Based on our findings, I suggest that the de facto religious faith of the majority of American teens is “Moralistic Therapeutic Deism.” God exists. God created the world. God set up some kind of moral structure. God wants me to be nice. He wants me to be pleasant, wants me to get along with people. That’s teen morality. The purpose of life is to be happy and feel good, and good people go to heaven. And nearly everyone’s good.
There’s another area in which you found a disconnect between public rhetoric and actual practice: you say that although many Americans talk about what a pro-family, youth-loving society ours is, it is not at all clear that many of our practices and institutions support these claims.
I don’t think our society is organized around what’s best for our young people. They don’t get enough sleep, and school is not set up optimally for what’s best for their learning. It’s set up for the convenience of other people, and social control, and so on. We shouldn’t fool ourselves into thinking that we love our youth so much. Maybe we do, but we don’t structure our society the way we should to translate that deep concern into meaningful action. We don’t spend enough time together. Adults have their own issues and their own problems, which are understandable, and some adults are working through their own adolescent issues!
You point out that the evidence clearly shows that the single most important social influence on the religious and spiritual lives of adolescents is their parents.
Yes. This is one of the things that really hit us hard: that parents still have an enormous amount of influence on their kids’ lives, even though I’m sure that’s very hard for them to believe at times. Adolescents are not routinely coming to their parents and saying “thanks so much for steering me in the right direction. I really appreciate it. I really want you to know that you are a big influence.” They don’t say it, but it’s still a fact. Parents have a lot more influence, and therefore responsibility, than they realize. Teenagers will never admit that they look to their parents for guidance, but most do. Here’s another striking thing: We asked teenagers in interviews, what thing would you most like to change about your family, if anything? The most common answer was “I wish I was closer to my parents.” When asked, why aren’t you closer?, they said, “I don’t know how to do it.” There is genuine interest. I think parents often misread signals.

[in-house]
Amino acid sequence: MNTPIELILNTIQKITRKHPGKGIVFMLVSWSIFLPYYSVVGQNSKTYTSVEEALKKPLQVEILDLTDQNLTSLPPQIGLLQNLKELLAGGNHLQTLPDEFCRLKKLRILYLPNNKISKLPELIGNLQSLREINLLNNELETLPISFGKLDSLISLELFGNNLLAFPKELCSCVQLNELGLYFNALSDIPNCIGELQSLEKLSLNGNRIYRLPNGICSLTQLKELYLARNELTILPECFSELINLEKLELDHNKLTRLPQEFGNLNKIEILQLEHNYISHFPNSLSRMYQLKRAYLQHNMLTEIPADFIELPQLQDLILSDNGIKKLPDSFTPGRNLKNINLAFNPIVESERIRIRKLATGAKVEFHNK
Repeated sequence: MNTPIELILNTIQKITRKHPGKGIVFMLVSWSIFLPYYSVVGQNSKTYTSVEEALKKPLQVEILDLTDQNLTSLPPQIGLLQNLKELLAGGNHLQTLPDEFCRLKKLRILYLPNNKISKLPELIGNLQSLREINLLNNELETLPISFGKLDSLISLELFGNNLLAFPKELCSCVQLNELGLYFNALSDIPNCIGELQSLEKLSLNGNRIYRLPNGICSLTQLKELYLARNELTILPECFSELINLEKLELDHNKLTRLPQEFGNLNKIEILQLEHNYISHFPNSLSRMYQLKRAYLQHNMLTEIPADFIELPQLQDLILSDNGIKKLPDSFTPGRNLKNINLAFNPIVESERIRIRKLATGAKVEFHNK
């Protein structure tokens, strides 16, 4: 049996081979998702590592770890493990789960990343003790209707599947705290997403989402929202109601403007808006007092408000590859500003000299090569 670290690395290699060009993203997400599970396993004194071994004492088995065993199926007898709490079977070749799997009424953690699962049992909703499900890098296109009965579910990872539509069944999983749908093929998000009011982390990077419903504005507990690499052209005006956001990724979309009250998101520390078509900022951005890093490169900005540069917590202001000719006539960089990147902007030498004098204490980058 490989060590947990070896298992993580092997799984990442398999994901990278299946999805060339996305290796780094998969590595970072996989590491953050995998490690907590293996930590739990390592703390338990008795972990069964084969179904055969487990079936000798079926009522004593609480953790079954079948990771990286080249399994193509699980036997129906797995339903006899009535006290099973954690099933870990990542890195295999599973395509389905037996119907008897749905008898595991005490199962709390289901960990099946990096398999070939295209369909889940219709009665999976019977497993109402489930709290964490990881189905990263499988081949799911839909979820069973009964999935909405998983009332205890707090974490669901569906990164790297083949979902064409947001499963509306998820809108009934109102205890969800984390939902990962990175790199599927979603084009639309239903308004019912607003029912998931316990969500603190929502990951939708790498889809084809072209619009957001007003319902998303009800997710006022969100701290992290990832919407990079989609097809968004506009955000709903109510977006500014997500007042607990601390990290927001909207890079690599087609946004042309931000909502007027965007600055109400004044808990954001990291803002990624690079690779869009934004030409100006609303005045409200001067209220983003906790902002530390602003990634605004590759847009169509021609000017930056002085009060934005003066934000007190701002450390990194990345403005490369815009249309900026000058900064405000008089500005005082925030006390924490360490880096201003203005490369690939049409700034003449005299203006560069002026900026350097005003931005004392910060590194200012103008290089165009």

But this is true of religious educators as well as of parents. Most, though not all, religious educators in this country are failing. Most young people are not being formed primarily by their religious faith traditions; rather, they are being formed by other notions and ideologies. And in part this is because adults are afraid to teach. They are afraid of young people. They are afraid of not looking cool when they teach real substance.
And yet youth actually want to be taught something, even if they eventually reject it. They at least want to have something to reject, rather than an attitude of anything goes. Teens need an opportunity to articulate, to think and to make arguments in environments that will be challenging to their faith. And I don’t think they are getting that. In general, religious traditions that expect more and demand more of their youth get more. And those that are more compromising, more accommodating, more anything-goes, end up not getting much.
For the complete interview click here.